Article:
article from THE CHRONICLE Wednesday, January 10th, 2007

Briefly Bram

Tammy Bailis: where math, music and magic intersect


When I was in school, I could tolerate much of the tedium that came with the good stuff they crammed into my thick skull, but one subject always terrified me — math. The fact that the dreadful Mrs. Barlow forced her Grade 6 Sir Arthur Currie males to stand on their desks — her innovation on the classic dunce cap — whenever we erred in a blackboard math problem, likely exacerbated my fear of equations and other mathematical props.

So, when I met NDG's Tammy Bailis, one of the unbelievably talented musicians who thrilled the audience at the recent Fraser-Hickson-hosted tribute to Leonard Cohen, I was intrigued when I learned she was none other than math whiz Tammy the Tutor, the self-proclaimed "best math tutor in town." I had to learn more.

Spending a couple of hours with Bailis, whose Russian parents changed their name from Bialik (she is a great-granddaughter of the man that the Côte Saint-Luc high school is named for) is a life-altering experience. She immediately expounds on the importance of numbers to life: "Math is music — What does the conductor do before he starts? He counts." Or, "What do you see the second you wake up every morning? Numbers … on your alarm clock!" and "What happens the moment you are born? They count your fingers and toes" were but three of the enlightenments she left me to ponder.

Regarding life itself, she has a philosophy, as well. "The pursuit of happiness … what a load of garbage that is," Bailis says. "The pursuit of life, that's what it's all about!" Turning 60 in a few short weeks, Bailis, who chastises you if you refer to her as a lady, preferring the term 'broad', does something few people actually do. She lives every day to the fullest. A math genius as a child who "cried if I got less than 95 on an exam," she has parlayed that God-given talent into teaching young people that math isn't anything to fear. "It's all about the teacher," she states, proudly showing off the motto on her T-shirt, "I touch the future … I teach."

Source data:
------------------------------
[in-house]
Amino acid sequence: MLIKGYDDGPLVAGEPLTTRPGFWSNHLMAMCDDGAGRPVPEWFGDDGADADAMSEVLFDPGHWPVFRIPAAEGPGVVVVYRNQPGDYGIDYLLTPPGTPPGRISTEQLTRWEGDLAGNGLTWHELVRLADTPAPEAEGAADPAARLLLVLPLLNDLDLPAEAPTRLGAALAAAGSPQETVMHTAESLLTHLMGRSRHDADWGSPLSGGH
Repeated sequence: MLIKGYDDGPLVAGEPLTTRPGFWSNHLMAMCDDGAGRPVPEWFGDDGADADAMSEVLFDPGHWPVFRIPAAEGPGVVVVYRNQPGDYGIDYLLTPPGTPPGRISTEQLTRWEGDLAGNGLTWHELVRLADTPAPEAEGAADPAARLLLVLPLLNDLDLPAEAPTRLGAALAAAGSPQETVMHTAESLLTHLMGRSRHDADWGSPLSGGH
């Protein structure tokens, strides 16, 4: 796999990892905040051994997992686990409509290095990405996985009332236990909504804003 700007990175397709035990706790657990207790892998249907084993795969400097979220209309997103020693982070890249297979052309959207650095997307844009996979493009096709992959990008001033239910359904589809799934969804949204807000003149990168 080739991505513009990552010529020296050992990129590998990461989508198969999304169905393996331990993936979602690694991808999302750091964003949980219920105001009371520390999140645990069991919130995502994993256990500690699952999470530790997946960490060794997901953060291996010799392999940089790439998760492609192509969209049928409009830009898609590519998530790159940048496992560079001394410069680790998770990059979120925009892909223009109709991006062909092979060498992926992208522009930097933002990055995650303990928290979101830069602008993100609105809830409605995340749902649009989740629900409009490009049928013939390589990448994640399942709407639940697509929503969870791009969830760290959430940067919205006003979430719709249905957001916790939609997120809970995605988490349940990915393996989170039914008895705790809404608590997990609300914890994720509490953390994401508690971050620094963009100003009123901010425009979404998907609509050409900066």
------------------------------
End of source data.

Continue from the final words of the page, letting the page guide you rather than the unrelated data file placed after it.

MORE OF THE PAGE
"The difference between a good math student and one who can't grasp it is a devoted, passionate teacher (Mrs. Barlow, can you hear me?). And you have to teach learning skills to them, not just math."

She does just that — teaches learning — on her incredibly brilliant, entertaining and educational website, Once there, you will find a brave new world of free, innovative math lessons, poetry, music, humour and Tammy's blog, Trisanity, filled with "thought-provoking exchanges on Taoism, Chinese Astrology, Mathematics, Education, GAIA — our planet, and of course, Sillyness." If this blog doesn't convince you that she's a one-of-a-kind broad, nothing will.

Except, that is, her music. "Pythagoras wasn't a mathematician," she points out. "He was a musician. It's the music that makes all of this worth it, keeps me sane." Hearing her stunning two-song contribution at the Cohen event in December compelled me to write this column and I strongly advise you to experience that by clicking on the selection of her music on the site.

Bailis ended our interview by singing me a couple of songs while strumming her guitar, including a beautiful rendition of one of her favourites, James Taylor's 'Secret of Life'. She also related an early Cohen reminiscence.

"Joni Mitchell had just started her career and was in Montreal, playing at the New Penelope on Sherbrooke Street. Early on, she was terrified of an audience, but she wowed everyone from her very first song. As she started her second one, Leonard, already an icon by then, walked in, but no one turned their head (Mitchell's voice was so riveting). He began talking to someone quite loudly. I walked over to him, grabbed his arm and admonished him for his massive ego."

Bailis has newfound respect for Cohen since that day. "Yes, my sentiments have changed, especially since hearing him admit, during a recent interview, a basic facet of life: "Men mature reluctantly."

Apparently, a very tough broad to impress.

MathRoom Door